Students protest Freshers’ Fair’s anti-abortion stall
Last Thursday the 6th of October , there was a peaceful protest at the Oxford SU Freshers’ fair in front of the Oxford Students for Life stall (an Anti-Abortion group). This follows on from a protest last year in which materials from the stall were binned, and the University condemned the protestors. The Oxford SU this year also made national news for proposing to include trigger warnings on some of the “potentially triggering stalls” at the Freshers’ Fair. However before the event, the SU made these trigger warnings opt in, and so there was no trigger warning on the Anti-abortion group’s stall.
Last year, protestors at the stall were condemned by the University for breaking guidance on upholding free speech. On February the 2nd 2019, the Government gave updated guidance to Universities on how to protect free speech on Campus which advised that “an SU should make sure a wide range of views are represented at freshers’ fairs… if the freshers’ fair is generally open to all those who are interested in having a stall, but a certain group or individual has their application refused based, for example, on their views or beliefs, the SU would need to consider whether the decision to refuse them access discriminates against them on the basis of a protected characteristic.”
This was interpreted as meaning that the OSFL (Oxford Student’s for life) stall would have to be present at the 2021 Freshers’ fair, given that its forced absence would discriminate against their beliefs. Further, as the society is registered with the Proctor’s Office and not the Oxford SU, the SU did not have the power to prevent their presence at the fair. This resulted in the protests mentioned above.
Fearing a similar backlash, the Oxford SU released a Facebook statementin the build up to the 2022 fair : “We want to reassure you that we have put in place mitigations to support the welfare of students. These include making stallholder regulations more robust, including material content reviews, trigger warnings being placed on several stalls with potentially triggering content”
Oxford SU’s statement quickly reached national news outlets and tabloids. One article from The Daily Mail noted that an Oxford University spokesperson expected the Student Union to abide by Oxford’s freedom of speech policy, “which would not include the imposition of trigger warnings or material content reviews for registered student societies.”
Before the event, Hannah Edwards, the social secretary of OSFL spoke to the Oxford Student on the trigger warnings saying that: “Though Oxford Students for Life is not aware of having received any notice that our stall will carry a trigger warning, we have experienced opposition from the Student Union in past years, including…the placing of a warning on our stall.”
When asked whether they expected a similar backlash, she responded that: “We anticipate facing backlash again, including in the form of a trigger warning, and are prepared to stand up both for everyone’s right to life, and their right to free speech.”
When our reporter came to the stall of the anti-abortion group, there was no trigger warning on it.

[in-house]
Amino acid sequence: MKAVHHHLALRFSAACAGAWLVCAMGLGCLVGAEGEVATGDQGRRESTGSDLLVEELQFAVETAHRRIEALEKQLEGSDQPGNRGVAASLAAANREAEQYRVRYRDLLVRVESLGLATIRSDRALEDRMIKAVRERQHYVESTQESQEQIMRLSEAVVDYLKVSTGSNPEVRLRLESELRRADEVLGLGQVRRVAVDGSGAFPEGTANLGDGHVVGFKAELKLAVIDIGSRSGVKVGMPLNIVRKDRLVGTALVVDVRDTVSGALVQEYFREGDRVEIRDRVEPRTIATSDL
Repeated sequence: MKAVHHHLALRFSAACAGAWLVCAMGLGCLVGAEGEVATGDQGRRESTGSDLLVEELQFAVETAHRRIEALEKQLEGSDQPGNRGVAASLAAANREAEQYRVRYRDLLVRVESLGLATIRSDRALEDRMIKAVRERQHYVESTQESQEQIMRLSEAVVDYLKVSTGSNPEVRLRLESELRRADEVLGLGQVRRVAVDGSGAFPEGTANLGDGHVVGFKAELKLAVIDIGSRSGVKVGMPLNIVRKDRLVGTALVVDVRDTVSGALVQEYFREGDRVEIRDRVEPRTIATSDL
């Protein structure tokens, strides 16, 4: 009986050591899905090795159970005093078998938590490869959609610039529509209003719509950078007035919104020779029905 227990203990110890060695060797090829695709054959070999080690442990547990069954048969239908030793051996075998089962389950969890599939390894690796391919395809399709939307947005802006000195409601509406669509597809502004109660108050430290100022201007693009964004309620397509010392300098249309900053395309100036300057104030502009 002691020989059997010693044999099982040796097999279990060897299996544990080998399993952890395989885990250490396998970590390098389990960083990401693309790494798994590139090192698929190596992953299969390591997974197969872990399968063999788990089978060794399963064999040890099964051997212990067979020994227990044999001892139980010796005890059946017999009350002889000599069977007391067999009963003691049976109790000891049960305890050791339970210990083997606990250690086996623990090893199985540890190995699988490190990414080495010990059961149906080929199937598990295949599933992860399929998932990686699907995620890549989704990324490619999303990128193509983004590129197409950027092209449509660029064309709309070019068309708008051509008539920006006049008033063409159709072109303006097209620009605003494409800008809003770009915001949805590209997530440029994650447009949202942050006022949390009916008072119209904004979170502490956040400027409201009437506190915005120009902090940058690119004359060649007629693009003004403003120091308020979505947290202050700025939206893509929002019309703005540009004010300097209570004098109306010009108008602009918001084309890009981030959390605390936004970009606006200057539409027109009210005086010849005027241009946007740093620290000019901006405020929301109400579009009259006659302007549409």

However, there was a small group of students next to the stall with a board saying “Full Reproductive Freedom now” respectfully offering a counter-perspective to the anti-abortion group.
The Oxford Student asked one of the protestors, Emily, a postgraduate from Nuffield, why she was protesting and she replied that:
“I protested because, as a feminist, I wanted to make the case for full reproductive freedom. I wasn’t aware that there would be a stall advocating against abortion until today. As both a postgraduate student and tutor, I felt it was important that new Oxford students were not intimidated by the unchallenged presence of an organisation actively campaigning to curtail our bodily autonomy.
I grabbed some friends and fellow organisers to join me in taking a stand. I quickly cobbled together a sign stating my opposition to the stall, as well as my understanding of full reproductive freedom.”
When asked what reproductive freedom means to her, she replied;
“Reproductive freedom certainly entails accessible, free, safe, and legal abortions. But, as I explained to those running the anti-abortion stall, full reproductive freedom means securing the conditions that make a flourishing human life possible for everyone.So it also requires, for example, free and readily available contraception; LQBTQ+-friendly sex-positive sex education; free self-managed communal childcare and housework; and commonly owned assistive reproductive technology and healthcare free at the point of access.”
On finally asking whether she believed that OSFL should have a stall at future freshers fairs, she replied that she believed they shouldn’t, given their attempts to curtail female bodily autonomy.
The Oxford Student reached out to OSFL for comment on the protests, and they replied that:
“We regret that a small number of individuals at the fair felt that our presence, and our aim to defend life from conception to natural death, demanded protest. Nevertheless, we support their right to protest, and maintain our commitment (regrettably not shared by all) to respectful dialogue on issues of life.”
The SU declined to comment although sources said that they were glad that the event had been peaceful.
Image credits: Dominic Enright
Image description: Two protestors in front of the Anti-Abortion stall.